Instead of a logarithmically curved crystal or a flat crystal in combination with Soller slits, use can be made of a monochromator according to Johann which is characterized by a cylindrically curved monocrystal whose reflective crystal lattice surfaces are also cylindrically curved with the same radius of curvature, or of a monochromator according to Johansson in which the crystal is also cylindrically curved but, in order to achieve a focusing effect, the boundary surface is recessed on the concave side of the crystal lattice surfaces so that the (mean) radius of curvature of the crystal lattice surfaces is twice as large as the radius of curvature of the crystal boundary surface in that region. By comparison with the Johann monochromator, a higher resolution is thus obtained, so that narrower slits can be used; and this benefits the signal-to-noise ratio in the measurement signals. In an apparatus embodying a Johansson crystal, wavelength scanning can be performed, provided that the positions of the entrance slit and the crystal can be correctly varied. However, the entrance slits is correctly focused on the exit slit via the monochromator crystal only for radiation which extends perpendicularly to the cylinder axis of the monochromator crystal. Therefore, in order to avoid faults due to focusing errors, it is necessary to sue comparatively short slits and a comparatively narrow crystal.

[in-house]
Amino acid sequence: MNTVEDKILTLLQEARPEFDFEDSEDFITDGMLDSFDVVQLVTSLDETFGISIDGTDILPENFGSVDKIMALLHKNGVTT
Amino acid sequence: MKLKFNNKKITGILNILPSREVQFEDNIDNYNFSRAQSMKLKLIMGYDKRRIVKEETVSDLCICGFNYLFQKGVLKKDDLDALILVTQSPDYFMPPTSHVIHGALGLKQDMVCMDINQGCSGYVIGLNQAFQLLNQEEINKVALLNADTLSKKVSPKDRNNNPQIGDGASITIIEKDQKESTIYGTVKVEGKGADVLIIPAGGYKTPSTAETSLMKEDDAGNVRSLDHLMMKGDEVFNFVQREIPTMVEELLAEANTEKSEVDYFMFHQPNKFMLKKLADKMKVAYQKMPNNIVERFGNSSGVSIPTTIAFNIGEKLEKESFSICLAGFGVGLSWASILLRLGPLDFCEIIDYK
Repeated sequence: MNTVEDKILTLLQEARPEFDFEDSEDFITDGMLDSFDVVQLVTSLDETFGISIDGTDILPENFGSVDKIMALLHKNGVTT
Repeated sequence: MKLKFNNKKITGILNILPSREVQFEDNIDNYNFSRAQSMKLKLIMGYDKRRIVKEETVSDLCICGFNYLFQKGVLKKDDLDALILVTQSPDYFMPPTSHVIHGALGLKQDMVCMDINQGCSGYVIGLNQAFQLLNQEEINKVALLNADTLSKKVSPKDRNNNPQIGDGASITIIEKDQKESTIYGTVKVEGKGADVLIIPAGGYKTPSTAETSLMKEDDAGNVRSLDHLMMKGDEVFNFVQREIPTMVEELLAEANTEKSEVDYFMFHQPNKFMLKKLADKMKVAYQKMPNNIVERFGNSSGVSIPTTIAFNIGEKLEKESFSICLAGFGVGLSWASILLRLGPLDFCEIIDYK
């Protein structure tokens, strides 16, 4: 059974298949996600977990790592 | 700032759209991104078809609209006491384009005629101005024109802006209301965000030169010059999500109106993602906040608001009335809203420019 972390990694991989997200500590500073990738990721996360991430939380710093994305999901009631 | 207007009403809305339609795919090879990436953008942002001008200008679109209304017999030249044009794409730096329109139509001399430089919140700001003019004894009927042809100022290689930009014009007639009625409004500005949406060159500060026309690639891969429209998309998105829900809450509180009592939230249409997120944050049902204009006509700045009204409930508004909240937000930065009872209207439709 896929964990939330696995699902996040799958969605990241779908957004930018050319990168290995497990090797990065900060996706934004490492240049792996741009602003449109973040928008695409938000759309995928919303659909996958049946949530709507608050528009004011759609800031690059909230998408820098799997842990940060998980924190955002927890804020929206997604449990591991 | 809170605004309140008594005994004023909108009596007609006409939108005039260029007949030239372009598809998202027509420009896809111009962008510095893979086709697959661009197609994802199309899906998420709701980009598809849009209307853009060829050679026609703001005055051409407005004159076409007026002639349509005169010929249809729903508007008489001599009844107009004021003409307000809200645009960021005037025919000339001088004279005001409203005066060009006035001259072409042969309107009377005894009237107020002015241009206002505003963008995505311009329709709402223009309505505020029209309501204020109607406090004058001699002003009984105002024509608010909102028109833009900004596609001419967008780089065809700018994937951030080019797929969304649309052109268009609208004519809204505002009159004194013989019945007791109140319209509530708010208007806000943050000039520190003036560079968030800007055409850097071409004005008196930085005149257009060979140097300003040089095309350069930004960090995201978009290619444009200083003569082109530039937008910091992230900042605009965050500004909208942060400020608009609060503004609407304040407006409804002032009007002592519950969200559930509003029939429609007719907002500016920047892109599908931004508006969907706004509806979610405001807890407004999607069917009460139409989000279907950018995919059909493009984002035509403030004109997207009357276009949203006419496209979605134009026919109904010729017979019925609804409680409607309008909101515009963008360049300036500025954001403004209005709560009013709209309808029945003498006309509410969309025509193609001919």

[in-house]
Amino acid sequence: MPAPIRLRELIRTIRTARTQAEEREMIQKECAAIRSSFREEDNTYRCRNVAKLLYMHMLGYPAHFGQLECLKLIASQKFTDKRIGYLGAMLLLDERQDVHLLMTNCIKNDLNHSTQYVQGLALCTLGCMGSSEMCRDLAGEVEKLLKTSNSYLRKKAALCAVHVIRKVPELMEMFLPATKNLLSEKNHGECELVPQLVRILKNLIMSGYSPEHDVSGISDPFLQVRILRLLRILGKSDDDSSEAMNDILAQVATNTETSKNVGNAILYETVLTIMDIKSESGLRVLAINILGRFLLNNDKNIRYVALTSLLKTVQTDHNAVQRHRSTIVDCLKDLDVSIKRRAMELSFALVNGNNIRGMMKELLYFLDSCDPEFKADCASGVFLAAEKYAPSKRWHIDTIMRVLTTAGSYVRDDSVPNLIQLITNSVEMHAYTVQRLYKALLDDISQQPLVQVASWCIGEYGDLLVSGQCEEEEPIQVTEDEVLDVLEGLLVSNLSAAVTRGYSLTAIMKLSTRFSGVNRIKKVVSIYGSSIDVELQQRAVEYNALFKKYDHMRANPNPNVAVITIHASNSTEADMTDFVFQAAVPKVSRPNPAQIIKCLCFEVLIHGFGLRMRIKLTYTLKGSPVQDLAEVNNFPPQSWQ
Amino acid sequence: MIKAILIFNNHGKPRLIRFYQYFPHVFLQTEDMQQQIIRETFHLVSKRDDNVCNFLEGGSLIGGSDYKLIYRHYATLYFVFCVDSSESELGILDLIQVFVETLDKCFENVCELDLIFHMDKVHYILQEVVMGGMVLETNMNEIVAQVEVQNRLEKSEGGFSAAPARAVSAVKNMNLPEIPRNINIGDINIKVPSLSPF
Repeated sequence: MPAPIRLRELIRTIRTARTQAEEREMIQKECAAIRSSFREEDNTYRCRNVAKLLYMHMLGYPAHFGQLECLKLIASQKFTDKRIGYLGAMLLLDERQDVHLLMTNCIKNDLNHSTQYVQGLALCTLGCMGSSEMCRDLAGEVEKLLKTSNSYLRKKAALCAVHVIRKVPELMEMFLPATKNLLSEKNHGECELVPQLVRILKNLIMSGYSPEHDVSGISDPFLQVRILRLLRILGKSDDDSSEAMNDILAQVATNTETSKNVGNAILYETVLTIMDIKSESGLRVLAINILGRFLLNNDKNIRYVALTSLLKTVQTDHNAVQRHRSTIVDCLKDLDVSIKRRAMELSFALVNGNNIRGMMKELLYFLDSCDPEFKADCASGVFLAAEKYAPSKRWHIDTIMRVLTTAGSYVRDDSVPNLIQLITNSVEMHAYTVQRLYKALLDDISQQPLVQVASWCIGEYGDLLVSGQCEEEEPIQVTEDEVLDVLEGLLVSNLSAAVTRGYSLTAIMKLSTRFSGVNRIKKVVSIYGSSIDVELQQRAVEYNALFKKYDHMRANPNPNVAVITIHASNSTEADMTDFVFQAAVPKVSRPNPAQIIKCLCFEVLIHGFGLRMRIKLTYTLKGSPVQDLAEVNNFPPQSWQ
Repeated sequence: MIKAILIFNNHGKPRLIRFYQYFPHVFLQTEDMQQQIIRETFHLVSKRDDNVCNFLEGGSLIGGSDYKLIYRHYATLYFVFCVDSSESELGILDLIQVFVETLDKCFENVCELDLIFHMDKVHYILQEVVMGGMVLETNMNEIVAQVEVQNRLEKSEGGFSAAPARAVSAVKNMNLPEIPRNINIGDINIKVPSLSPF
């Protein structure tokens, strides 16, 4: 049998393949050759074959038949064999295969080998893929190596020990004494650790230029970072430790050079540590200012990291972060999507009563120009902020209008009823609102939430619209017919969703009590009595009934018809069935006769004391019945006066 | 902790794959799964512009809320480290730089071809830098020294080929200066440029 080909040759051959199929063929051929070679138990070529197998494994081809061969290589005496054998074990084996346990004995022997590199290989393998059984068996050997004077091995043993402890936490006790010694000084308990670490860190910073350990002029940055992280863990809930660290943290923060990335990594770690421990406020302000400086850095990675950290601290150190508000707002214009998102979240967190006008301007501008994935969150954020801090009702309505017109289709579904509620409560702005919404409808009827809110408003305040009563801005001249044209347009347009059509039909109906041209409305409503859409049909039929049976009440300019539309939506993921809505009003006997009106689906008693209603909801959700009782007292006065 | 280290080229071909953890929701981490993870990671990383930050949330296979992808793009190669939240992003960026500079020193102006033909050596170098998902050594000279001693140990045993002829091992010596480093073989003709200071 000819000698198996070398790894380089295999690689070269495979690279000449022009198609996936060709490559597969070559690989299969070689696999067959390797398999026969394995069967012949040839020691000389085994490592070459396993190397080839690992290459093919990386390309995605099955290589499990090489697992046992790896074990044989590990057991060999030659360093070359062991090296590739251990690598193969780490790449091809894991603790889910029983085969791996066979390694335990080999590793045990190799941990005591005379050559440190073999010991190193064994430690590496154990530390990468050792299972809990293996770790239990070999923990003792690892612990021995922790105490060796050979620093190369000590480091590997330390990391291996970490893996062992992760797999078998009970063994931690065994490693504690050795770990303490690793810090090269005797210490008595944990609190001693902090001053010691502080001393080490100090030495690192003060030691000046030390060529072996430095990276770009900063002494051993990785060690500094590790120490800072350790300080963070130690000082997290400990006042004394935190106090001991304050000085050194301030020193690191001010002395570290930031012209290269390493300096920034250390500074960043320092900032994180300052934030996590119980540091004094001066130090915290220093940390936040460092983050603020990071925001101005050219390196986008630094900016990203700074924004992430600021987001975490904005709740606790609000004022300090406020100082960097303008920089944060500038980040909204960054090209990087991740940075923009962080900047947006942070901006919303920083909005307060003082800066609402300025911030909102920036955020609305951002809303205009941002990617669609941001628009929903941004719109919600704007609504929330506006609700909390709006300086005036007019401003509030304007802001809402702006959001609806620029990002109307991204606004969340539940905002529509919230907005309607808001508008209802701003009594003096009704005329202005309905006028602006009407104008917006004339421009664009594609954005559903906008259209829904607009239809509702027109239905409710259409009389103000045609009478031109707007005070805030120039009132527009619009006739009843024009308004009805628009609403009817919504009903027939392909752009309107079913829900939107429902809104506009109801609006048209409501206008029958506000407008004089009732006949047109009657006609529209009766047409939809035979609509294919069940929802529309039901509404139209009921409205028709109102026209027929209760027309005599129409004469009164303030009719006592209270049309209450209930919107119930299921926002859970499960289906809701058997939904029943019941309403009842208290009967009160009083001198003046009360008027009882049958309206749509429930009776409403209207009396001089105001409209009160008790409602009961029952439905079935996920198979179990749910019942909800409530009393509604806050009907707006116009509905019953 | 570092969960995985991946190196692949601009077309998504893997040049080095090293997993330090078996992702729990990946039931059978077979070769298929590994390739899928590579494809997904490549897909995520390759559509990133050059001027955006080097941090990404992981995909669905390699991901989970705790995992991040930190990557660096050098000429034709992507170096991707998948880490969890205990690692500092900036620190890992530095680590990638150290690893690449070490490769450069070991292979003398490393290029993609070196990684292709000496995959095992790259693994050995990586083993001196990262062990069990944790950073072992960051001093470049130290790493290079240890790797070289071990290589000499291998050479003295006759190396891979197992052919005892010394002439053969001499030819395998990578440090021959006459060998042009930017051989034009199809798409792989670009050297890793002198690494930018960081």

An example of an X-ray analysis apparatus comprising a monochromator crystal whose crystal lattice surfaces are curved in two directions, is disclosed in U.S. Pat. No. 2,853,617. To achieve this, the crystal is cut in the form of a cylindrical shell-portion or plate having a radius R1, from a monocrystal whose crystal lattice planes (surfaces) extend parallel to two principal end faces. The cylindrical crystal shell thus obtained is subsequently deformed so that it is made flat, thus forming a flat crystal in which the crystal lattice surfaces are cylindrically curved. Subsequently, this crystal is deformed into a cylindrical shape having a cylinder axis directed transversely with respect to the cylinder axis of the crystal lattice surfaces, and having a radius of curvature R2=-R1sin2 θ, θ being the desired Bragg angle. Viewed in a plane 6--6 as indicated in FIG. 5 of this patent specification, no point-to-point image is obtained. This is because the crystal boundary surface is flat in that cross-section; for focusing according to Johansson it should exhibit a curvature having a radius of curvature which is half that of the respective crystal lattice surfaces. The arrangement described therein is notably not suitable for X-ray fluorescence measurements which require that a specimen should be irradiated over a comparatively large irradiation field.